It is likely that in under two weeks we will know the outcome of the US presidential election. The last four years have been like no other in presidential history and there is a feeling that should Joe Biden win, with his platform of making politics boring again, America can take a big sigh of relief and move on. This, unfortunately, is unlikely to be the case.

In 2016, Donald Trump ran on two key principles. The first was that he was not an establishment figure, he had never held public office, was not part of a dynasty and he was going to ‘drain the swamp’ of these types of figures.

The second was his infamous ‘Make America Great Again’ slogan, a phrase used previously by Ronald Reagan and Bill Clinton. These ideas spoke to the spirit of the American dream, that anyone can reach the top with enough hard work and determination. Lots of people who were not typically Republican voters, particularly Blue-collar workers, could get behind these ideas. Trump managed to engage people in politics who had felt left behind in the Obama years. Four years later, these people passionately support Trump and are fighting for his re-election.

Biden has been presented as the moderate face of America, the antithesis of Trump. His campaign has not been about policy, it has been about personality. It is felt that Biden will bring a certain gravitas and decorum to the oval office that has been lacking during Trump’s tenure. The Democrats understand Biden is not going to motivate those who have not voted before, but in comparison to their 2016 candidate, they have someone with significantly fewer skeletons in their closet.

America is a deeply divided country which is highlighted by how different the two candidates are. Both candidates recognise the presence of this division but have taken different approaches to it. Trump relishes the divisions just as any populist would, he sows seeds of division at any chance he gets, whether it be positing that the riots are a great example of what a Biden America will look like, or praising the wild followers of the conspiracy of QAnon. Biden sees a country that is hurting and wants to bring the nation back together. He wants to appeal to traditional Republicans put off by Trump’s behaviour, Blue-collar workers lost by Hilary in 2016, as well as his loyal base.

Whoever of these two candidates wins, there will be no healing taking place any time soon. Since Trump’s election, both sides have veered closer to the more extreme ends of their side of politics. The Republicans have overall supported Trump throughout his tenure, whatever decisions he has taken. They have shown they are more than happy to embrace his views and leave tradition at the door if they keep winning.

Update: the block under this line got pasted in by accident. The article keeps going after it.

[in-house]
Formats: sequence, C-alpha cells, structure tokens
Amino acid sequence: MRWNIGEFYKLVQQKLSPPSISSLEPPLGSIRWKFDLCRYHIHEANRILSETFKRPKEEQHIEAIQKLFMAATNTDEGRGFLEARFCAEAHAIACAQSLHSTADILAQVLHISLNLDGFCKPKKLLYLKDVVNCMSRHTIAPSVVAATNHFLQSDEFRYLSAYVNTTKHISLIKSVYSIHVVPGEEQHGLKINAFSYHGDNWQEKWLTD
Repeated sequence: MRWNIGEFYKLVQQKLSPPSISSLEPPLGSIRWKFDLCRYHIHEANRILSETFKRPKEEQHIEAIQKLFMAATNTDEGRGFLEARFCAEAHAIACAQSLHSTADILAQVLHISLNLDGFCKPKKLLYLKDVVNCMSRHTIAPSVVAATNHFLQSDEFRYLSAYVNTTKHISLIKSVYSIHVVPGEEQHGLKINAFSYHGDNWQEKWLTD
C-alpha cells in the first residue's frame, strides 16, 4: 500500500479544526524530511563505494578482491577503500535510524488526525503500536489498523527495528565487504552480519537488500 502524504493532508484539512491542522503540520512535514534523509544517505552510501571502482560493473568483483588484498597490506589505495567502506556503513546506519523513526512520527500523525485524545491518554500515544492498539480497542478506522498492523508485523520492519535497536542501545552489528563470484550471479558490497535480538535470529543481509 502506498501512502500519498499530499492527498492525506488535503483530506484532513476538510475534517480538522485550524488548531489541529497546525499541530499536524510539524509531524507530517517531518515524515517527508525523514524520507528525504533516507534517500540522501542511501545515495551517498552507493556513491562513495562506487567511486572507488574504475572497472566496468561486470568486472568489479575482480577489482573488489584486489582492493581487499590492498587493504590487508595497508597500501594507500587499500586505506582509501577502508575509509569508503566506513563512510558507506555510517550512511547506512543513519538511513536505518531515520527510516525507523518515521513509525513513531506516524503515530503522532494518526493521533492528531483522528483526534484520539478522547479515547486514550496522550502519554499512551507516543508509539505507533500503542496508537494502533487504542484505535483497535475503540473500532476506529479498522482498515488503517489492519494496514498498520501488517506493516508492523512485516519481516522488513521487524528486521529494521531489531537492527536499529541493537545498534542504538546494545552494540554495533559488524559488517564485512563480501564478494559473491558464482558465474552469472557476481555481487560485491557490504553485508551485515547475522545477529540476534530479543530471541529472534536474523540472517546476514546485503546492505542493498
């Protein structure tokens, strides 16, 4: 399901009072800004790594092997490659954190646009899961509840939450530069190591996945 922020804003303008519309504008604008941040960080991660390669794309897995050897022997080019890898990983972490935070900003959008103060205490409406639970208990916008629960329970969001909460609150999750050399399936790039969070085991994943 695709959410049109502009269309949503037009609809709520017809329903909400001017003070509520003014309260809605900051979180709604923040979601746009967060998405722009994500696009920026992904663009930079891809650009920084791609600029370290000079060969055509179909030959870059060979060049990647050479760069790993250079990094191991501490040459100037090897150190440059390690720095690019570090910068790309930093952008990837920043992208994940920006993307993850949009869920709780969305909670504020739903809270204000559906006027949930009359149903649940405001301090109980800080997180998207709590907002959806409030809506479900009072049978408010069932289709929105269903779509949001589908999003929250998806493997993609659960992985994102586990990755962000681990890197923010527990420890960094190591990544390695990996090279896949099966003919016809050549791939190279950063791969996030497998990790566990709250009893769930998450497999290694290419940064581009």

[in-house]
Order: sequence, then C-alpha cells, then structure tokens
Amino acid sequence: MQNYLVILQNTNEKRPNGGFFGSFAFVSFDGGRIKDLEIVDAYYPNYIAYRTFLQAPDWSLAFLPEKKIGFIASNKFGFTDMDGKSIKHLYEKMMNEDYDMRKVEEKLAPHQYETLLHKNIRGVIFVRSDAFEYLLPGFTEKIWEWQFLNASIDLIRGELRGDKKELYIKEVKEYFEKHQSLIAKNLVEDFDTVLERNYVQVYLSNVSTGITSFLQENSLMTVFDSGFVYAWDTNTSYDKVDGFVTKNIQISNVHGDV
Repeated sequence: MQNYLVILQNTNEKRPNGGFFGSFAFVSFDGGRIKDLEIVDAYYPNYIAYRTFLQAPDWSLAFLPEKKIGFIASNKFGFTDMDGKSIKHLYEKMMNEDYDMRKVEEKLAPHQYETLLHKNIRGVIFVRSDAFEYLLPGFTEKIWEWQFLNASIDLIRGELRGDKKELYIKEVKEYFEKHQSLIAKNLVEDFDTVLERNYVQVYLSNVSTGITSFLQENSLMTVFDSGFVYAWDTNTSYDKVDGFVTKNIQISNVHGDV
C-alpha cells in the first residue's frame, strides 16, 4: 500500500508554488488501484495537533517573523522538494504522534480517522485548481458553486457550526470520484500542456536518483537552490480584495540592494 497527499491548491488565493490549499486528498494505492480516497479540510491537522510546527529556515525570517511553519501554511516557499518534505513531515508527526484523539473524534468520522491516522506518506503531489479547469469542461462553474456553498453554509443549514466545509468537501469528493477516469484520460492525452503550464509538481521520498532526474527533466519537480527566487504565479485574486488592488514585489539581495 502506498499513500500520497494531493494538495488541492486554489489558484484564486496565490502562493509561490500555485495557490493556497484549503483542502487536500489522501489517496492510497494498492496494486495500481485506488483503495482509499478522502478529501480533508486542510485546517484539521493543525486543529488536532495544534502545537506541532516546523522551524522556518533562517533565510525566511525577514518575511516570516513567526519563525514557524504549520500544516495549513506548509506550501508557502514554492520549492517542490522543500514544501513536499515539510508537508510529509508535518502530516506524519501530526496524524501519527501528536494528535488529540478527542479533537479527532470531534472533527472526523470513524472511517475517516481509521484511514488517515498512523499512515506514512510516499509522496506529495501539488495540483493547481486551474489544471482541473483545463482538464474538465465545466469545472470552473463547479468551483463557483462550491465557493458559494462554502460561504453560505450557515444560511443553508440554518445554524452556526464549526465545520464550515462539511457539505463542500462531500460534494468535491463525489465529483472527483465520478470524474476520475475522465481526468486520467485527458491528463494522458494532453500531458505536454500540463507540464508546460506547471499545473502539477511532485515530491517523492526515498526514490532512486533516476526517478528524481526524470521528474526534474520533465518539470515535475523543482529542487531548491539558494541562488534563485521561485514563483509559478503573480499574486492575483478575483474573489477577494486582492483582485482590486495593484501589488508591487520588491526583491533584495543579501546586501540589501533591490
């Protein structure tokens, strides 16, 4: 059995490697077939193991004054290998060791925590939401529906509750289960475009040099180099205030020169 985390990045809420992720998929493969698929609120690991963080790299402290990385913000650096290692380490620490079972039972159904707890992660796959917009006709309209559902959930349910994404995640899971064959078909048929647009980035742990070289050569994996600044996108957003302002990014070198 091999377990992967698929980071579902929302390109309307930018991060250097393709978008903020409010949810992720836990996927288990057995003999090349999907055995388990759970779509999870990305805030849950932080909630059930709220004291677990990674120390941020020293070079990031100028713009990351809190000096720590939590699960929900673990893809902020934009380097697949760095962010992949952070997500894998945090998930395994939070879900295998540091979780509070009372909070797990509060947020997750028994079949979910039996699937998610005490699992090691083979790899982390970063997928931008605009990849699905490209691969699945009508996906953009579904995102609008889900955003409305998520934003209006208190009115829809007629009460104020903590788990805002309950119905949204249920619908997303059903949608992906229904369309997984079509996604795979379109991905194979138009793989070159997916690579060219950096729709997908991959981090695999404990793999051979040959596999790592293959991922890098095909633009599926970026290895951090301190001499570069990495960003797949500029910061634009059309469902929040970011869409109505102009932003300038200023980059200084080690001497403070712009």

The left and Biden have undoubtedly moved further toward less mainstream views, highlighted in Biden recently coming out in support of children identifying as trans, something that was not on the agenda four years ago. His running mate has also faced criticism for her views on abortion with many surmising she believes pregnancies should be terminated up to the due date of birth. All of this is taking place in the shadow of groups such as Antifa, and the alt-right. The centre-ground, that traditionally both candidates occupy in a presidential election, is nowhere to be found.

Should Biden win, he will be faced with a large swathe of Trump voters trained to view him as the enemy and a Republican party who witnessed the nation’s appetite for Trumpism and have been happy to let it take over their party. He will also have to manage the criticism and opposition of the more extreme wings of politics in a country that has never quite got past the Cold war ideology of fearing socialism and communism.

It is unlikely Trump will give up his Twitter addiction after his presidency either, adding to the list of likely dissenting voices. A Trump win would mean four more years of his divisive, populist rhetoric. His politics will become more entrenched within his party and its voters.

America will continue to be divided long into the future no matter how the results unfold next month. The election in 2016 looks to have opened a box that cannot be easily closed, and one that will remain open for this election and likely those that follow in the coming years.

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